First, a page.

LAHORE, Pakistan: The LUMS Biomechanics Lab, a centre to test bowling actions set-up in 2016 at the Syed Babar Ali School of Science and Engineering (SBASSE), has now been accredited by the International Cricket Council (ICC), making it the fifth in the world to earn this accolade.
With this prestigious accreditation, the lab joins the ranks of those based in Brisbane, Chennai, Loughborough and Pretoria and will be used to carry out official bowling tests of international and domestic bowlers.
The idea of hosting the lab at LUMS was conceived in December 2015 which led to a MoU being signed in April 2016 between LUMS and Pakistan Cricket Board (PCB) to kick start the project.
Set-up with the assistance of the ICC, the facility boasts a full set of testing equipment and software similar to other accredited centres. The PCB worked closely with LUMS and the ICC for the lab and purchased several high-speed cameras and markers. The required software was also updated as per ICC’s regulation and now analysis of a bowler’s technique can be sent around the world to be reviewed and validated.
From June 2016 to date, around 30 domestic bowlers referred by PCB have been tested at the facility.
The evaluation process to get the lab accredited by ICC was extensive and the facility at LUMS passed through a range of criteria that included a motion analysis system with a minimum of 12 high-speed cameras capable of producing three-dimensional data.
The project was spearheaded by Prof. Mian Muhammad Awais at the department of Computer Science at SBASSE and Hissan Ur Rehman from the PCB.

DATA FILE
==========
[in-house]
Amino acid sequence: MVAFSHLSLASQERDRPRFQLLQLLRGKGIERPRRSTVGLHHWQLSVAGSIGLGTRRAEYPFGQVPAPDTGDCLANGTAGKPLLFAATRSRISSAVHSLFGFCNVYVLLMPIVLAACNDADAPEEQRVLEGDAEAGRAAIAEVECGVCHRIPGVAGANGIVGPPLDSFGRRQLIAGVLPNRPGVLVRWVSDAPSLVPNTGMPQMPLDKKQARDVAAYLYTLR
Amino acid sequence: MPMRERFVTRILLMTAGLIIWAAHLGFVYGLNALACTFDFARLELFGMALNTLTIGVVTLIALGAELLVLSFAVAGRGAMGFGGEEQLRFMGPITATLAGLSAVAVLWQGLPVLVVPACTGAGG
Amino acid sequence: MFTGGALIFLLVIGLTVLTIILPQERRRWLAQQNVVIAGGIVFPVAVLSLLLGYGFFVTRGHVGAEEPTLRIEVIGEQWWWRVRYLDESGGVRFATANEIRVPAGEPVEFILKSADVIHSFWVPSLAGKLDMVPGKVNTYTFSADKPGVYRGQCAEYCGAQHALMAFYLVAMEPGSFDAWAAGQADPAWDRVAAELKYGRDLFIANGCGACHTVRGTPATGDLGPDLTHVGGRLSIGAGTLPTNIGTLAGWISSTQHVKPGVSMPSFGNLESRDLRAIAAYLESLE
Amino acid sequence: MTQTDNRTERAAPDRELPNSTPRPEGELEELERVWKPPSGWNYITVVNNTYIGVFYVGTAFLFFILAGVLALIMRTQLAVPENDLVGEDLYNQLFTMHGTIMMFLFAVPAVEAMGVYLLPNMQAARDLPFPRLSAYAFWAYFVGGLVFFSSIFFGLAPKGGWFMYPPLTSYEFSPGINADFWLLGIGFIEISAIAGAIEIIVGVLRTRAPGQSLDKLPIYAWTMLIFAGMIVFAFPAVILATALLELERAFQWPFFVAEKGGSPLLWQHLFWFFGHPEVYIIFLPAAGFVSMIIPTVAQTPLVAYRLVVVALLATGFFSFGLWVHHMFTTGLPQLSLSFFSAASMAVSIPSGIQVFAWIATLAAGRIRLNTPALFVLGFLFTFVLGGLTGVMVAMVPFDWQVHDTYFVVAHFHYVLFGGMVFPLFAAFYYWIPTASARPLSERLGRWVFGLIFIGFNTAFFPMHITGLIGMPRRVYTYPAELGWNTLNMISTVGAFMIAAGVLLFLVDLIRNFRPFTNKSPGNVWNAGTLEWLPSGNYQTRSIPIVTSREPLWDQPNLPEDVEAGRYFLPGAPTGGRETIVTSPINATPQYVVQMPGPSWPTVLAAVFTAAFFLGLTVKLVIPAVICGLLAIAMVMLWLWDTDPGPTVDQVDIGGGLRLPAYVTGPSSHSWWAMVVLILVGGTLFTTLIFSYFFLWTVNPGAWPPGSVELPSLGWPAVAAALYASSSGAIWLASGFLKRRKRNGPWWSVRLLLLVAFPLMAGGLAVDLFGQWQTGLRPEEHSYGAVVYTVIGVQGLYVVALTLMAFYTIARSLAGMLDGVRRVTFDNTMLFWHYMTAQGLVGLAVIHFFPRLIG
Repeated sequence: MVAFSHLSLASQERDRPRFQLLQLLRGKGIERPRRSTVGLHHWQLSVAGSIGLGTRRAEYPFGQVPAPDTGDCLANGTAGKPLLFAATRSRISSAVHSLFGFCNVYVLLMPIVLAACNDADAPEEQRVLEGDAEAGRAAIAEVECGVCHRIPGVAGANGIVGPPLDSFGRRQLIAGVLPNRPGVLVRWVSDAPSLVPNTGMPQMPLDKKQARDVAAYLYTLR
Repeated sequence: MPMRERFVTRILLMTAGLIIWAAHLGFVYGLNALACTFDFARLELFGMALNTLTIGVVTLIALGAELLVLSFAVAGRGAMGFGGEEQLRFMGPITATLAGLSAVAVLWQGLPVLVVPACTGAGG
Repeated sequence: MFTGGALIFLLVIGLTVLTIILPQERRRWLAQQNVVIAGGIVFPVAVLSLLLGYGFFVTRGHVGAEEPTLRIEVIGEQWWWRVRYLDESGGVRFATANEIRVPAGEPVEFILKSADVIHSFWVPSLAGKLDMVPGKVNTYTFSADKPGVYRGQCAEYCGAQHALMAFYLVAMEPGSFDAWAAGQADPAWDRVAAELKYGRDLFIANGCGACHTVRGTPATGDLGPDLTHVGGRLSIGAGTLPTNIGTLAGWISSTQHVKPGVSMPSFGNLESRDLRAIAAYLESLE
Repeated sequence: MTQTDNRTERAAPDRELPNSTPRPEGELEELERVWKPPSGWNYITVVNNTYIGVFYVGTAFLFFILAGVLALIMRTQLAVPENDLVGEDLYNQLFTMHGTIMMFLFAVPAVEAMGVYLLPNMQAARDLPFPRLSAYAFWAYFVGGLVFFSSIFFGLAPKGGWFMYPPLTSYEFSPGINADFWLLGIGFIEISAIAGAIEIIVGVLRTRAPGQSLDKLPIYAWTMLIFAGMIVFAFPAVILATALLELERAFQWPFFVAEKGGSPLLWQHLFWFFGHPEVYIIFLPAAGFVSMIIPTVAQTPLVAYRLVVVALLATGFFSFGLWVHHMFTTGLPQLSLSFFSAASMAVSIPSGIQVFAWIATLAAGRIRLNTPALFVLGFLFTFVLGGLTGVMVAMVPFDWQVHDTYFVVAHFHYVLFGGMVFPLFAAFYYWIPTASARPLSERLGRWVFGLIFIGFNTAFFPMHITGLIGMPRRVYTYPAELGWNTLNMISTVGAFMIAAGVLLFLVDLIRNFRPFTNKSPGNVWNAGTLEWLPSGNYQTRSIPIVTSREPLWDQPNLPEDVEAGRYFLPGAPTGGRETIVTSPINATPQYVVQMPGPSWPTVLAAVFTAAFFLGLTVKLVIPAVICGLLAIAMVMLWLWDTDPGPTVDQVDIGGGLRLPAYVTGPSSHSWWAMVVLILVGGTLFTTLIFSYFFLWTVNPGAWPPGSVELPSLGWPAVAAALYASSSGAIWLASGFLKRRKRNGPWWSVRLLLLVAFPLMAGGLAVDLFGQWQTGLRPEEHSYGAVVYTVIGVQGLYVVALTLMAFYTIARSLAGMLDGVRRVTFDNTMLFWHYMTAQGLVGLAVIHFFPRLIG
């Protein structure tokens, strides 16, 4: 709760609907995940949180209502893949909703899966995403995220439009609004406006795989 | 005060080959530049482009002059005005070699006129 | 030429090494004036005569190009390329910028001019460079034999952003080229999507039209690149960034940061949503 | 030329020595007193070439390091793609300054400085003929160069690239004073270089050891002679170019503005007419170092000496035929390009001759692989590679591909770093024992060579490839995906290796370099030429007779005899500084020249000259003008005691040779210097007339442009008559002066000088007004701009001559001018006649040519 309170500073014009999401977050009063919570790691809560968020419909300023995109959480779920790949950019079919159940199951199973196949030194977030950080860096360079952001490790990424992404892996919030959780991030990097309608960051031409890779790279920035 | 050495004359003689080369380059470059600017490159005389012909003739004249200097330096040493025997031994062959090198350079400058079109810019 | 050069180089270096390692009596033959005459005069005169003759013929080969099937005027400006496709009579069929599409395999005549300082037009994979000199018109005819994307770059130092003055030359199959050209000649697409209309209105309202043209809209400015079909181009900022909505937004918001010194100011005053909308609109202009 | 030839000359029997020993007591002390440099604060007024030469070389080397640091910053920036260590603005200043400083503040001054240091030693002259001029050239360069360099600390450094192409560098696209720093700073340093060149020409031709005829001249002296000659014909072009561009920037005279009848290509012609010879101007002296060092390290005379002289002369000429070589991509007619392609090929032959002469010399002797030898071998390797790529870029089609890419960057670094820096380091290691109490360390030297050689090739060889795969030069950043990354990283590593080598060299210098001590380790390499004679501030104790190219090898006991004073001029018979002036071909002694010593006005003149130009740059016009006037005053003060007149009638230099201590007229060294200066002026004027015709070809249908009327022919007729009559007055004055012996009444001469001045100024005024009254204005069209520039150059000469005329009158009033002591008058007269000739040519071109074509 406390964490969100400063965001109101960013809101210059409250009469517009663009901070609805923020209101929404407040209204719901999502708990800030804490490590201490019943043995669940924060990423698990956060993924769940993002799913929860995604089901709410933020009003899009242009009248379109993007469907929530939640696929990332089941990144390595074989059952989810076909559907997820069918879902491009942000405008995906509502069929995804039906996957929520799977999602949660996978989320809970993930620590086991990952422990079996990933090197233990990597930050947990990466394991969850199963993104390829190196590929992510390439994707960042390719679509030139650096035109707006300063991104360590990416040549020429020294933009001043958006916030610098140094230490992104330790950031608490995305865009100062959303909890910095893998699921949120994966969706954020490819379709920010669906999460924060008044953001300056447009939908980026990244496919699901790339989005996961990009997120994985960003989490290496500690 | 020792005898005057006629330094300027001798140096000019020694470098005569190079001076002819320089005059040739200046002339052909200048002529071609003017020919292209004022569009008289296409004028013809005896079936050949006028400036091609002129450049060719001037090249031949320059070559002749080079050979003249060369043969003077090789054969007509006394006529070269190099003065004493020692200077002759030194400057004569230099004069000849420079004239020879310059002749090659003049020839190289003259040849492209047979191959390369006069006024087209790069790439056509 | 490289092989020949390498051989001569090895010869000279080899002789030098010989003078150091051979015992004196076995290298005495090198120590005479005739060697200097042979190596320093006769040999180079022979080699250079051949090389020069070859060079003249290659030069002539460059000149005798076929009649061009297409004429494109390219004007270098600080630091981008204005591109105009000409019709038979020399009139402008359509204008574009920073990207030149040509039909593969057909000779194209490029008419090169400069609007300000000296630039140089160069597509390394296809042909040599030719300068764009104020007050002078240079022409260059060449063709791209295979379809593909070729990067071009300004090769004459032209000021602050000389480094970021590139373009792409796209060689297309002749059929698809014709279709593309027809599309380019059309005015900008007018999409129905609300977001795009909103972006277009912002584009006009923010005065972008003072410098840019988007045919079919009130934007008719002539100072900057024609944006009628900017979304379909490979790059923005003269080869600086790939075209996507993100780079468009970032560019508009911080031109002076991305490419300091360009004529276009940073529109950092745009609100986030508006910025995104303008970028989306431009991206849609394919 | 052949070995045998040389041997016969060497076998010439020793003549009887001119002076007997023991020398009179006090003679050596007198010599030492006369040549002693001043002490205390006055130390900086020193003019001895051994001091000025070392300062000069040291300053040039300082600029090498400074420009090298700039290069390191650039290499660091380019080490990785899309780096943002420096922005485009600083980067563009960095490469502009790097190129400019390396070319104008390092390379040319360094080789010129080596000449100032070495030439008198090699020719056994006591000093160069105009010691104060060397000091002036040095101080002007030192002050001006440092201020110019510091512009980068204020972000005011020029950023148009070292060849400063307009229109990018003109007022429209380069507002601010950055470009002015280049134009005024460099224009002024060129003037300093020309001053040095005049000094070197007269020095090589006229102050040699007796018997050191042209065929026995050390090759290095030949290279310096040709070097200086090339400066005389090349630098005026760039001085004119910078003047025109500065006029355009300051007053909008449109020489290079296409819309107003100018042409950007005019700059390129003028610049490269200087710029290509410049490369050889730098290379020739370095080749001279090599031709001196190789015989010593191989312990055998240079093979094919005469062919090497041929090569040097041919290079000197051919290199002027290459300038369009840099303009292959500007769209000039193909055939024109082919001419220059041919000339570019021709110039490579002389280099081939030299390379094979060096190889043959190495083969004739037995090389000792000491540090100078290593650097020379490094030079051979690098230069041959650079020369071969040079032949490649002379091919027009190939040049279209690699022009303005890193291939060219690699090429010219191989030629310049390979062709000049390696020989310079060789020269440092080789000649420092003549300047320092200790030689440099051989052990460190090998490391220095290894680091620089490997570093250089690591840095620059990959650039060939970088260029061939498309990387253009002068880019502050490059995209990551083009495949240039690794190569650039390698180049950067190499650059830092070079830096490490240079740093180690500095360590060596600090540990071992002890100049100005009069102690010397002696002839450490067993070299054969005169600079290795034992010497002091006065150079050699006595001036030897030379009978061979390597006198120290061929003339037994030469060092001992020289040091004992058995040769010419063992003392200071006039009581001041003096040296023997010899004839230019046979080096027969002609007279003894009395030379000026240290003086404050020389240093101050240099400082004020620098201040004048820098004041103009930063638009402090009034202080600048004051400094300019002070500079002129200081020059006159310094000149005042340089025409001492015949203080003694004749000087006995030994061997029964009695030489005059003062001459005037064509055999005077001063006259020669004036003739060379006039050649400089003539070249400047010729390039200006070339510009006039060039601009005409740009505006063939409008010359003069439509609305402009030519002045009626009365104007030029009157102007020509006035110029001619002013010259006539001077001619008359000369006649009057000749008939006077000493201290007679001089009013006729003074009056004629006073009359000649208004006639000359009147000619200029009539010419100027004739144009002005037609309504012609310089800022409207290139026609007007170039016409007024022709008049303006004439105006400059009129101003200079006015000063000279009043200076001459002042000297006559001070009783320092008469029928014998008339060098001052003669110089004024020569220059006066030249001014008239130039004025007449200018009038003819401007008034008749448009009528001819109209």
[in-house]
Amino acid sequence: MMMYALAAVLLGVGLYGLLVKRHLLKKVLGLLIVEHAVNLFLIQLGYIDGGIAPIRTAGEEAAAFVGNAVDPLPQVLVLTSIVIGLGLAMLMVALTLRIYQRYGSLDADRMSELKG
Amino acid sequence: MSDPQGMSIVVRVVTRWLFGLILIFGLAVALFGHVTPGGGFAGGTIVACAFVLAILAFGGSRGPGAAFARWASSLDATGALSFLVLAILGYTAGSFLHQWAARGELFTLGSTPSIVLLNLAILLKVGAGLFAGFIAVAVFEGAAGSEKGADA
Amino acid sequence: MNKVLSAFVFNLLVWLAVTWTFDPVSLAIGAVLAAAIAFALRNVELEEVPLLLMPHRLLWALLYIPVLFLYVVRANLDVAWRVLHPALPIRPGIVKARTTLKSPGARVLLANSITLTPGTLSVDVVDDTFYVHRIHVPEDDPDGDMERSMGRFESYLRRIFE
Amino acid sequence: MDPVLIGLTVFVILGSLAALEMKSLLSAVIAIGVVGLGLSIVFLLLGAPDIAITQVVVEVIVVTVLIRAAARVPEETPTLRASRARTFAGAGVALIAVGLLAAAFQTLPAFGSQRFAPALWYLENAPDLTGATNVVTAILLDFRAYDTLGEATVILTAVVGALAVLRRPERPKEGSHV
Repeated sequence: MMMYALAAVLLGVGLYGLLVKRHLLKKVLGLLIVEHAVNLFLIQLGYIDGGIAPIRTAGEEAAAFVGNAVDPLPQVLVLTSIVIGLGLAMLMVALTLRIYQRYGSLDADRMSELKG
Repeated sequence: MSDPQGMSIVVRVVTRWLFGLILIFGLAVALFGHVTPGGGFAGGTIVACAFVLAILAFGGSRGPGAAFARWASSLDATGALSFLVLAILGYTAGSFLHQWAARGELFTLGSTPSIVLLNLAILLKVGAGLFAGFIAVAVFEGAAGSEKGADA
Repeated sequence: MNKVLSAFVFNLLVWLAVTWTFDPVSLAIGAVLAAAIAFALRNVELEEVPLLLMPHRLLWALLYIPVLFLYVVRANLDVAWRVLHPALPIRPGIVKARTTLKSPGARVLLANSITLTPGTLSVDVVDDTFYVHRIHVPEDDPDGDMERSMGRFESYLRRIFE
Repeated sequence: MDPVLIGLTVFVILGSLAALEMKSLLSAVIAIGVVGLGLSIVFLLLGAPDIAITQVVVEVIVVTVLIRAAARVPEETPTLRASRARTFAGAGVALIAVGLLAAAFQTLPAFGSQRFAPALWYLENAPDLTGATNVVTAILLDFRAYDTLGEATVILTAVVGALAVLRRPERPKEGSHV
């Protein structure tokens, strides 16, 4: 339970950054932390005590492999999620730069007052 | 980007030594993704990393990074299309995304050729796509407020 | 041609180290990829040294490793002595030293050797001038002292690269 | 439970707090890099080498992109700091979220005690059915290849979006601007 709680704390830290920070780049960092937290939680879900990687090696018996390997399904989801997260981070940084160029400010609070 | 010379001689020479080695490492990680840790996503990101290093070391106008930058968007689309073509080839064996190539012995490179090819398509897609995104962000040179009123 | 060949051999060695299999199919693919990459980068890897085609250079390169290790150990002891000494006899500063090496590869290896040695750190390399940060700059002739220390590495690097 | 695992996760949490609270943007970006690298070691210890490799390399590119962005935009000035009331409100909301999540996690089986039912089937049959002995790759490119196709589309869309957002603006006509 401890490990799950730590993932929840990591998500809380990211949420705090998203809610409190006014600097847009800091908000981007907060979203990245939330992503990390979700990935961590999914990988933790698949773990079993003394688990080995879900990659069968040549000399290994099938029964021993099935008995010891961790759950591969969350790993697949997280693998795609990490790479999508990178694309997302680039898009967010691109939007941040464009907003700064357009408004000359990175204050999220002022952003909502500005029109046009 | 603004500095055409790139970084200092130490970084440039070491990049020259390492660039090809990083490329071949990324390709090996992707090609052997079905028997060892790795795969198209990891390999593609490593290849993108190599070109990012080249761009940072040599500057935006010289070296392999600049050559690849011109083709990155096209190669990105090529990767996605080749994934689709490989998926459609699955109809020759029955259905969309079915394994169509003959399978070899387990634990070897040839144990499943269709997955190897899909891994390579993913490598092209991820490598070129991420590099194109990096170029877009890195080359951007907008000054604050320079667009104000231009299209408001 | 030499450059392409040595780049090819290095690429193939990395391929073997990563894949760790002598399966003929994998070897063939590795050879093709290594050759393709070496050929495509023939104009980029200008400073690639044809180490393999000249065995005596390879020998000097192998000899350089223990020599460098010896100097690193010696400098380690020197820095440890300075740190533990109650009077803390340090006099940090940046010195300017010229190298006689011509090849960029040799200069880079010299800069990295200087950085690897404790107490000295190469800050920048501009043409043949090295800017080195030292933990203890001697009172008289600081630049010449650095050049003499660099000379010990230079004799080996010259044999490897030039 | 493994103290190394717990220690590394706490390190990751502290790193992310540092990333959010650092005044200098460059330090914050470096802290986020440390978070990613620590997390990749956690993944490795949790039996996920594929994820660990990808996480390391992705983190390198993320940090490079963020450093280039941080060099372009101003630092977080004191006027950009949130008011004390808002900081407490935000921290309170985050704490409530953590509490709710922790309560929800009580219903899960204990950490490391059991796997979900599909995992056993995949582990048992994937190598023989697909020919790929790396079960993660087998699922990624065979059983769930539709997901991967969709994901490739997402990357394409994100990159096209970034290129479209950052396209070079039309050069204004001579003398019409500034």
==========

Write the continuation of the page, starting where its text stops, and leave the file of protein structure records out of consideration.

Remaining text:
Dr. Awais has overseen the running of the lab since it was installed at LUMS and has been working with the ICC over the last year for the accreditation process. He travelled to Pretoria twice for training to understand and apply ICC protocol for testing bowlers.
Dr. Awais explained how the facility at LUMS is the second in Asia that has state-of-the-art equipment to perform tests on behalf of ICC. “The accreditation brings the latest testing protocols to LUMS and to Pakistan. We can now establish collaborations with international partners working on cutting-edge research in the area of performance enhancement of players and sports in general. We would like to use the facility not just for testing suspect bowling actions but extend it to the domain of healthcare, animation generation, and robotics. We have already started working in this direction.”
Appreciating the LUMS team’s achievement, Dr. Shahid Masud, Dean SBASSE, said, “We are glad to have received latest equipment and worked closely with Pakistan Cricket Board and ICC in developing this Biomechanics Laboratory. The facility would certainly contribute in improving the standard of competitive sports in the country and bring it in line with international benchmarks.”
According to PCB Managing Director Wasim Khan, the ICC accreditation is an invaluable achievement and cricket in Pakistan will benefit in the long term.
“In the past we didn’t have a testing centre. A number of Pakistan bowlers were called both at the domestic and international level and then had to undergo remodelling of their action, often at a stage where it was tough for them to regain their effectiveness. The lab would support Pakistani cricket players by rectifying their bowling actions at a very early stage,” said Mr. Khan.
“The facility won’t be restricted for bowling actions only and players at all levels can sort out their technical deficiencies through biomechanical analysis under the supervision of coaches and experts,” he added.
ICC General Manager, Geoff Allardice also shared his excitement at the development and said, “I want to congratulate the PCB, which worked in conjunction with LUMS to fulfil the criteria required for an ICC accredited testing centre.”